Friday, March 28, 2008

Roche v Cipla - Delhi High Court Order

THE DELHI HIGH COURT order in the Roche-Cipla patent infringement case has been posted in in which I am a co-blogger. The decision can be found here and here.

Thursday, February 28, 2008

Courts' Approach in Granting Interim Injunctions

THE APPROACH FOLLOWED by the courts in granting or refusing interim injunctions has not been a consistent one, especially when the matter pertains to 'heavy' intellectual property cases, like the ones involving patents. That new technology can be mind-boggling seems to have bothered the judiciary which now spends considerable time (at the expense of other pending matters) hearing these heavy matters even at the interim stage. Such exclusive attention may be good for the litigants whose get undivided attention of the court in matters where their business interests are at stake. But from a systemic level, it portrays a sad state of affairs. My article in today's The Hindu Business Line brings forth the problems we will face if we follow the traditional approach of deciding a prima facie case, balance of convenience and irreparable hardship (the three elements to be satisfied for the grant of an interim injunction) and proposes a more efficient, equitable and time-saving approach in granting injunction. The article is available here.

Tuesday, February 26, 2008

Patent Office Releases New Draft Manual

THE PATENT OFFICE has released the latest (2008) version of its draft manual for patent practice and procedure. The same is available here. One can see that it is a larger (368 pages in pdf format) and improved version of the earlier one with a good amount of detail on the practice followed by the Patent Office. Here's what the Patent Office has to say on "efficacy":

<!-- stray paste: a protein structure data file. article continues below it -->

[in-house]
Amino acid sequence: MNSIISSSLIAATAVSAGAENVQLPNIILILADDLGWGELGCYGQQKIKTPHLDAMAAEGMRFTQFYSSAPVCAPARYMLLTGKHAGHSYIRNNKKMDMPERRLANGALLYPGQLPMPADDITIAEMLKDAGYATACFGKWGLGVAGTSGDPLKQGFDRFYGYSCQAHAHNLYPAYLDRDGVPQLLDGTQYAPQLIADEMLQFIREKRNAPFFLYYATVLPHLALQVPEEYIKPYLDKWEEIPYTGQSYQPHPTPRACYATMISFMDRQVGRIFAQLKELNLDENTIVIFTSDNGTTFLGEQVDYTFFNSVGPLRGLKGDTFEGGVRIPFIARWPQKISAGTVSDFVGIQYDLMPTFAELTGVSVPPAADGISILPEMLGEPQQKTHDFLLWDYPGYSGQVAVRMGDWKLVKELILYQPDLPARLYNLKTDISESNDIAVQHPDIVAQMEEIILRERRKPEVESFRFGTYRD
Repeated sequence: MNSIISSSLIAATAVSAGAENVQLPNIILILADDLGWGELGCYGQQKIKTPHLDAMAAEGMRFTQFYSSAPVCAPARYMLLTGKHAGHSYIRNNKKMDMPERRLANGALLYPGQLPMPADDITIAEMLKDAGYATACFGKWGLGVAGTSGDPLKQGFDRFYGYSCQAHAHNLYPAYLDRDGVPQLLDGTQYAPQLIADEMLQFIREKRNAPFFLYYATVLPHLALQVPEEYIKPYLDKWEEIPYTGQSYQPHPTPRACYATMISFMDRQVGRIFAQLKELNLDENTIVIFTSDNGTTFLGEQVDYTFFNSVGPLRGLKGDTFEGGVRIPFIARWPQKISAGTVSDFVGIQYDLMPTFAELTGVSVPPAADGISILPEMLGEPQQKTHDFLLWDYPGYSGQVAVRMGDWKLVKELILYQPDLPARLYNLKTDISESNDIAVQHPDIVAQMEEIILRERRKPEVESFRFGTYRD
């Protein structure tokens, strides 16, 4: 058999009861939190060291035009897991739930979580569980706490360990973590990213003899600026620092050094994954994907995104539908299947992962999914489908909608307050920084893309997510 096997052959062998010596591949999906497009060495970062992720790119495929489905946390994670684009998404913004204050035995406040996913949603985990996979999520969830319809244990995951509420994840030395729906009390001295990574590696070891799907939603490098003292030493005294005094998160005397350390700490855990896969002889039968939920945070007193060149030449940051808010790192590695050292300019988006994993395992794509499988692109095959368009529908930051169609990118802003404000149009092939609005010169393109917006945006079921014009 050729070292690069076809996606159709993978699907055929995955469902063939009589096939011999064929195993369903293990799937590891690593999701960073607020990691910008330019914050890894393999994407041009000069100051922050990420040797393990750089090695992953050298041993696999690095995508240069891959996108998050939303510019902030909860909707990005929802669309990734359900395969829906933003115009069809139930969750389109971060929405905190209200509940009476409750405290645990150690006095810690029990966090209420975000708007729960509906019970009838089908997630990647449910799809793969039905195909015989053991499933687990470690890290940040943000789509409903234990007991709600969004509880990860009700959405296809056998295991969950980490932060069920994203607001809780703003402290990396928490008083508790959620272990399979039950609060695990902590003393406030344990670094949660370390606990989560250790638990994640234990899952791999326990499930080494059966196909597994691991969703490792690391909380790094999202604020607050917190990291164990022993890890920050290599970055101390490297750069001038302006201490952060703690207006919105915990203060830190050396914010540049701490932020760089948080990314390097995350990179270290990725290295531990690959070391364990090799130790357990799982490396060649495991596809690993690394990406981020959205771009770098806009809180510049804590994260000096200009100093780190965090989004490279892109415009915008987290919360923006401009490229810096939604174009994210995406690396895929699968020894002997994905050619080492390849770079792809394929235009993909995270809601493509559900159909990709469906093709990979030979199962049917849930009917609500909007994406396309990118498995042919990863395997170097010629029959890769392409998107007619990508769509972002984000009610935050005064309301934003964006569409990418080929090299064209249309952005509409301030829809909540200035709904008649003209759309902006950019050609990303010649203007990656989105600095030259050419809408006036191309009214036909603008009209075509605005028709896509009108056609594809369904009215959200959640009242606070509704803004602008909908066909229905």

4.5.3 The examiner makes comparison with regard to properties or enhancement of efficacy between the known substance and the new form of known substance. In case the new form is further converted into another new form, the comparison is made between the already existing form and another new form but not between the base compound and another new form.

4.5.4 The comparison with regard to properties or enhancement of efficacy is required to be made at the time of date of filing of the application or priority date if the application is claiming the priority of any earlier application but not at the stage of subsequent development.

4.5.5 The efficacy need not be quantified in terms of numerical value to determine whether the product is efficacious because it is not possible to have a standard numerical value for efficacy for all products including pharmaceutical products.

Like any effort, there is scope for improvement and the good thing is that the Patent Office believes so. Please send your comments to the Patent Office on any suggestion and improvements by 25 March 2008. It is a good effort and your participation will certainly make things better.